The Guitar Volute Explained – Why its Required on Some Guitars

Like many things related to the guitar, the volute is one that divides opinion.

Many think they’re downright ugly, others find them rather nice. Some think they play a useful role, others argue they’re purely decorative.

In this article, we discuss what the guitar volute is and why it’s needed on some types of guitars.

What is a Volute?

First of all, what is it?

The volute, also known as a ‘carved heel’, is a protruding bit of wood carved into the neck. It’s located at the rear of the neck of the guitar, at the point between the headstock and the fretboard (see below).

diagram showing a guitar volute
Diagram showing a volute on a guitar – Image courtesy of mylespaul.com

Where does this obscure term come from?

The word ‘volute’ actually means a ‘spiral, scroll-like ornament’ and dates back to ancient times (it was used in classical architecture).

As for musical instruments, the violin’s headstock (the scroll) is a volute, and it’s believed this is where the guitar got the name from. 

Early Martin acoustic guitars added them, and even when they started making one-piece mahogany necks, they still retained the volute (from styles 28 and higher – the big diamond volute used on many models is quite noticeable).

Volute on a Martin Guitar 1897
Example of a diamond volute on a vintage Martin guitar – Image courtesy of vintagemartin.com

What Does a Guitar Volute Do?

The volute reinforces the guitar neck at it’s weakest point. 

However, you only find volutes on guitars with tilted or angled headstocks as this style of guitar has a natural weak point where the neck and headstock meet which the volute strengthens (see below).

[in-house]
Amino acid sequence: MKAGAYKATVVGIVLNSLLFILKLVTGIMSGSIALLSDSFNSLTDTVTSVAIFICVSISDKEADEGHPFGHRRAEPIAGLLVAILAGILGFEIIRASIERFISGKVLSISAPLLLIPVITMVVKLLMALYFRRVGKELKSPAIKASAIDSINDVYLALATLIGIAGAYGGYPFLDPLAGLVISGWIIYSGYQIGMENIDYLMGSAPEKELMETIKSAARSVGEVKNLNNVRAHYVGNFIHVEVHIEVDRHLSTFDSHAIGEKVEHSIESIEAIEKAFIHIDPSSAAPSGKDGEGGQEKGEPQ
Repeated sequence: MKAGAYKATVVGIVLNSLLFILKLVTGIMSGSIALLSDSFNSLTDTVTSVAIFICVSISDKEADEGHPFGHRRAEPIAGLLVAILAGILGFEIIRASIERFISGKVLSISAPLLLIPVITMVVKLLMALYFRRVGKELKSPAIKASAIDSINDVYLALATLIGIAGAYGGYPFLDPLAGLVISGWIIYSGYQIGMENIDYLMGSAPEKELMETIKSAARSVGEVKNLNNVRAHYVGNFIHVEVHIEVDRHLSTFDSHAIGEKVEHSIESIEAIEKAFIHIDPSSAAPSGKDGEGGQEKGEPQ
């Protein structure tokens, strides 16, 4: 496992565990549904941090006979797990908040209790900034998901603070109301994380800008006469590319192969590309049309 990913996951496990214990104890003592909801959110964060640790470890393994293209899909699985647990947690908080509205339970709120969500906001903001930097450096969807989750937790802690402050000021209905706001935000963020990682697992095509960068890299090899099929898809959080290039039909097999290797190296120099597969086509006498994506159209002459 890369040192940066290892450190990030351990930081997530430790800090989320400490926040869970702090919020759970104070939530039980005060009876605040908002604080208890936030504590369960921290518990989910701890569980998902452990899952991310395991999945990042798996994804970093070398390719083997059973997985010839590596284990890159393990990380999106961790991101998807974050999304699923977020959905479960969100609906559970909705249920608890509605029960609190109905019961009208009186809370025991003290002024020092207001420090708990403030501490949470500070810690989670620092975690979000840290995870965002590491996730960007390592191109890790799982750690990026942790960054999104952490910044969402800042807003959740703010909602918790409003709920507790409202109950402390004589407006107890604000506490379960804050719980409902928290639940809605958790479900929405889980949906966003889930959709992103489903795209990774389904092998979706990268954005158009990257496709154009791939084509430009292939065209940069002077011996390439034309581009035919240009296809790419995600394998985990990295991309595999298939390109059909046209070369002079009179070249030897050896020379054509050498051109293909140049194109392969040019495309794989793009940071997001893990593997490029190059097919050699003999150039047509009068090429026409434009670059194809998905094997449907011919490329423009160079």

volute needed for angled headstock
Volute needed for angled headstock – Image courtesy of commons.wikimedia.org

That’s why you find them on many Gibson guitars such as the Les Paul and Gibson ES-355 (see below).

This protruding bit of wood offers reinforcement at this weak point, especially when bending strings which add a lot of tension to the nut. It was why Gibson added a volute to their Les Pauls from 1969 to 1981.

The truss rod access area is also a point of weakness, and the volute also offers some strengthening there too.

Volute on a gibson guitar
Volute on a Gibson ES-355 guitar – Image courtesy of es-335.com

You don’t find them on any Fender-style flat headstocks though (e.g. on a Strat or Tele).

Look below, you’ll notice there is no protrusion at the back. That’s because this style of guitar doesn’t need a volute in this location.

Why? Because as there’s almost no angle between the neck and the headstock on a Fender-style guitar, it’s a much stronger design. 

Pic showing no volute on a strat guitar
No volute on a Fender Stratocaster guitar – Image courtesy of gluedtomusic.com

Summary

So there you have it. Now you know why that bulging bit of wood behind the headstock is called a volute and you understand a little about the theory of how it helps with the stability of the neck.

Next time you see a Les Paul or Les Paul clone for that matter, take a look to see if you can spot it. Most guitars with angled headstocks have them, but you also find it on some acoustic guitars.

Good luck!

Ged Richardson

Ged is editor-in-chief and founder of Zing Instruments. He's a multi-instrumentalist and loves researching, writing, and geeking out about music. He's also got an unhealthy obsession with vintage VW Campervans.

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